The case of the land continued still sad and deplorable. Enemies were still hunting these poor people in towns, villages, mountains, woods and desarts, or where ever they heard any of them were seen; whereby many fell into their hands, some of whom they presently sacrificed to satisfy their cruel lust, others they carried to prisons, where they lay languishing in great distress. But although what they suffered was very pinching, and hard to flesh and blood, and the remembrance thereof be now sad; yet it was, and is ground of comfort, and matter of praise, that the Lord helped them (albeit much despised and reproached) to contend and suffer for truth, and honoured many of them to die martyrs for his cause, wherein they were countenanced of him, and helped to suffer chearfully to the admiration of onlookers, and the conviction of enemies themselves.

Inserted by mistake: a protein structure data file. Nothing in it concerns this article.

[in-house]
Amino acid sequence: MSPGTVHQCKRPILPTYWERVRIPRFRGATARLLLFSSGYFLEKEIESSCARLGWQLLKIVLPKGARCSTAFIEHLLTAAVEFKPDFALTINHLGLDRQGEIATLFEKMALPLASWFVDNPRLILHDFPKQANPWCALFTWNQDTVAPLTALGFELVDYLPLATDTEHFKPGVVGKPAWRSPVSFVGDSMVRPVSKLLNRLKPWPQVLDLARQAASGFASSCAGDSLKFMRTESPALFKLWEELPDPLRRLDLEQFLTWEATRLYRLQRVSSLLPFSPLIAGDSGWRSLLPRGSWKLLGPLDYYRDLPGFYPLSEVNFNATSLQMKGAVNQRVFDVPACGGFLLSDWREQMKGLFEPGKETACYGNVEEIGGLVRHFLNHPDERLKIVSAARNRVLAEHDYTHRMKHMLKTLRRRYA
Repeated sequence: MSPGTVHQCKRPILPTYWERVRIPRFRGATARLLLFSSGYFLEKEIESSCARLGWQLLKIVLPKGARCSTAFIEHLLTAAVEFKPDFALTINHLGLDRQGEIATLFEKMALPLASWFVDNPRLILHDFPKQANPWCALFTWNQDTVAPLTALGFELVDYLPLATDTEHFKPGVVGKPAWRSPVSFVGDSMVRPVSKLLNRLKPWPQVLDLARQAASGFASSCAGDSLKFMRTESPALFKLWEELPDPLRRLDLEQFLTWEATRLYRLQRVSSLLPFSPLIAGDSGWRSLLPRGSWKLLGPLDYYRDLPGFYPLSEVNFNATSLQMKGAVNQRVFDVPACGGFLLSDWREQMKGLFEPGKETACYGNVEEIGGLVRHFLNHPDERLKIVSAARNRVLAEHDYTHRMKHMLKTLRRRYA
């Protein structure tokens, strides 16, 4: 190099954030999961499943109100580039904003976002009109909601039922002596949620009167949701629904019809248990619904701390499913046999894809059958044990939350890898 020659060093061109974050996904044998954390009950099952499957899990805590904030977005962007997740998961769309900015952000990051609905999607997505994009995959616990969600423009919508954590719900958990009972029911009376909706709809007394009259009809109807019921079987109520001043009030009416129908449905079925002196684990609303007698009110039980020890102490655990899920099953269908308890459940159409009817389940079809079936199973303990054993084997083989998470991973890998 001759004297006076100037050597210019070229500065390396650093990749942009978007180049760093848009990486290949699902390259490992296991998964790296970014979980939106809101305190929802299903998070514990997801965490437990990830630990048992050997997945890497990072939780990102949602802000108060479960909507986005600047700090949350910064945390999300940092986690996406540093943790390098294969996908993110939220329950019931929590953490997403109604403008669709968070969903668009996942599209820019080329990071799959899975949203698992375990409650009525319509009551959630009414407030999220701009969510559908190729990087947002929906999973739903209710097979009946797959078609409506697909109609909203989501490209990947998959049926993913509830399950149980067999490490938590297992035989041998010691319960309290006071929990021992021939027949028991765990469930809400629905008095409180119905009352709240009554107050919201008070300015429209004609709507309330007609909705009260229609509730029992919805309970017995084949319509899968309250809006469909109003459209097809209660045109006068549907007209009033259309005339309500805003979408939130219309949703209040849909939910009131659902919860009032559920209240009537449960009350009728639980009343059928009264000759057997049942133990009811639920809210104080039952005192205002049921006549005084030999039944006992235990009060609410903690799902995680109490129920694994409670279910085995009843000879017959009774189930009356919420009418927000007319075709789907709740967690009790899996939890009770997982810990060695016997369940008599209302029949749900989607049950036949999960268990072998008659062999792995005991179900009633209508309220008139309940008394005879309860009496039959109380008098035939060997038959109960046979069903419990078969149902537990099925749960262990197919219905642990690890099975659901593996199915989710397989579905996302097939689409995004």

About the time that the meeting mentioned above [i.e., the nineteenth convention on 6 May] should have conveened, it was noised abroad that an invasion was to be in this land, under the conduct of the Earl of Argyle; who with several others had laid down resolutions abroad to put a stop to the present wicked course that was carrying on. This made enemies prepare to oppose them, by raising of the militia, heritors, and many of the savage Highlanders came south, whereby in the mean time the wanderers were reduced to several straits, and much of the fury of these forces was turned against them.

About this time there was a parliament sitting at Edinburgh [between 23 April and early June], to which [William Douglas, the duke of] Queensbery was commissioner. By whom there were some acts framed, that for wickedness and strangeness scarce a parallel can be found; against which, yea the very constitution of this Parliament, and the proclaiming of the Duke of York King; as also the in-coming of Popish idolatry, which was then apparent, it was thought duty to witness and protest against it, that it might be evident to succeeding generations, that such dreadful and monstrous wickedness past not without a testimony against the same; and that they might free themselves from partaking thereof.